Having been relatively unknown before taking the seat of Chancellor of the Exchequer, Rishi Sunak is proving to be an active Chancellor and thank goodness for that.
Along with a number of other European countries, the UK government successfully put most of the economy into a state of ‘suspended animation’. The cost of doing this has been colossal, so I’ve been reassured by his comments that continued extensions of the furlough scheme won’t be the approach moving forward. Equally unhelpful is having a cliff-edge to what has been a lifeline for many businesses and individuals.
To that end, we believe the job retention bonus and kick-starter job creation scheme are good bridges for companies to help people out of furlough.
In the absence of a vaccination programme, we see continued risks and the Chancellor’s initiatives rely on a lot going right over the next few months with the government’s handling of the virus.
Today’s measures will encourage many businesses to reopen and while consumer behaviour (and businesses) adjust to the new normal, the assistance with employment costs in the job schemes alongside the VAT cut for food, accommodation and attractions will provide an additional cushion. This doesn’t mean the hospitality sector is out of the woods just yet, but the outlook for these companies will have improved.
In the case of high street retail we think the prognosis is different. The sector was dealing with rising competition from e-commerce and the crisis has accelerated that trend. We don’t think the high street is going to look the same again any time soon. That also means the outlook for commercial property with a retail focus is equally at risk. However, if consumers have recognised one thing during the crisis, it has been the importance of community. It might be that the high street returns with a much richer shopping experience from local vendors of local produce, selling to their local communities.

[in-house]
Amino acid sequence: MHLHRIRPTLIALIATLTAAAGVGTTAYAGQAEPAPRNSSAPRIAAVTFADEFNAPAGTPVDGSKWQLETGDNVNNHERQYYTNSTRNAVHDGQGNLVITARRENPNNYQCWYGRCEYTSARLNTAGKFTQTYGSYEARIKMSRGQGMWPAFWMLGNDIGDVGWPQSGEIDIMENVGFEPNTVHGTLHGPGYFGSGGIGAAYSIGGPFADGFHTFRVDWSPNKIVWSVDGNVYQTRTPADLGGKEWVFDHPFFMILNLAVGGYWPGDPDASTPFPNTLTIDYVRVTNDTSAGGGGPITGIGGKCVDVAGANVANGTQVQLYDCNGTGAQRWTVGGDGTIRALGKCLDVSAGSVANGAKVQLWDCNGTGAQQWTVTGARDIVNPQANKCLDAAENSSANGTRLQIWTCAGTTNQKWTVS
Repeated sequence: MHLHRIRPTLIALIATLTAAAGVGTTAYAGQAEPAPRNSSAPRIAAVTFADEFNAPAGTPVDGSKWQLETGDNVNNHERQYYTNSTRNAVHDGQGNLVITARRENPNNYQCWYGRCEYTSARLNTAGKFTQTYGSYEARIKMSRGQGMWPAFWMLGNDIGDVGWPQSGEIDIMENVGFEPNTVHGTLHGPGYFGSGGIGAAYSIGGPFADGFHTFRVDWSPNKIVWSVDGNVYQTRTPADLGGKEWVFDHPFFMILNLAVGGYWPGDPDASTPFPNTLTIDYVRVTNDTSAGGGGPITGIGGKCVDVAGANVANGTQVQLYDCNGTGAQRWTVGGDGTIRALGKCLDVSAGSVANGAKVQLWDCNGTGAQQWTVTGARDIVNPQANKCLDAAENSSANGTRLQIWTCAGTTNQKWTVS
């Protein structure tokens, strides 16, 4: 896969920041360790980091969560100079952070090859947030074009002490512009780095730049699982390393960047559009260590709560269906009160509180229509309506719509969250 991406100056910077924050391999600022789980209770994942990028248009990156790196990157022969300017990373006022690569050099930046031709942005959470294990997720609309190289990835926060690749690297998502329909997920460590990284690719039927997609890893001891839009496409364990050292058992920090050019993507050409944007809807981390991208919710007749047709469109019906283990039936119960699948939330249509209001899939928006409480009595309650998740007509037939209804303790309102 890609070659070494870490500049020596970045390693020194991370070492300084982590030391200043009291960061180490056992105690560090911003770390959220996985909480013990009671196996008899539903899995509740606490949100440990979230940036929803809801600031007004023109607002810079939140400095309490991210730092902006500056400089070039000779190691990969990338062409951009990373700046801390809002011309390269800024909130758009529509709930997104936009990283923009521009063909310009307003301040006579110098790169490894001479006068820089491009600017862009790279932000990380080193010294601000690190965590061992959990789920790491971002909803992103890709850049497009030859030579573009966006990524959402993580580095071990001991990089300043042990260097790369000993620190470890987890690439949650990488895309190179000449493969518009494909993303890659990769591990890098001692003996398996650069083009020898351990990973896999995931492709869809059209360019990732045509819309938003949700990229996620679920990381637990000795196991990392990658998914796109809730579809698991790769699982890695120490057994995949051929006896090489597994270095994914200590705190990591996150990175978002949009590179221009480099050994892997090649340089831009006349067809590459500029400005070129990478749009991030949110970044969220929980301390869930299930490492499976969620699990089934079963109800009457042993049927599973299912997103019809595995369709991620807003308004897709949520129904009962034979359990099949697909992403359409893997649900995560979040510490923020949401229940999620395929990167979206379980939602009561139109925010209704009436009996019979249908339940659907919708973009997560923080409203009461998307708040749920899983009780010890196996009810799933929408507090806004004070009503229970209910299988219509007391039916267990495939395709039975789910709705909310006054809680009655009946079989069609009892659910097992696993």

The other big announcement was for property buyers and home builders with a reduction in stamp duty. These are welcome schemes to help the sector moving again although there is a chance that demand will recover unevenly as properties with outdoor spaces are much more likely to be sought after. This might see central London residential property underperform on a relative basis. There were also green energy efficiency initiatives launched which should be helpful for homeowners and landlords. However, both of these moves rely on job security and confidence.
Overall, these are a welcome set of targeted measures. The big question, of course, is whether all this will be enough to get the economy moving.
Looking forward, all eyes will be on the Autumn budget. This is when the Chancellor will provide details about the government’s spending plans and priorities; how they will level up the country; how the economy is going to be steered through Britain’s exit from the transition period with the EU; and just as importantly how we are going to pay for all this spending.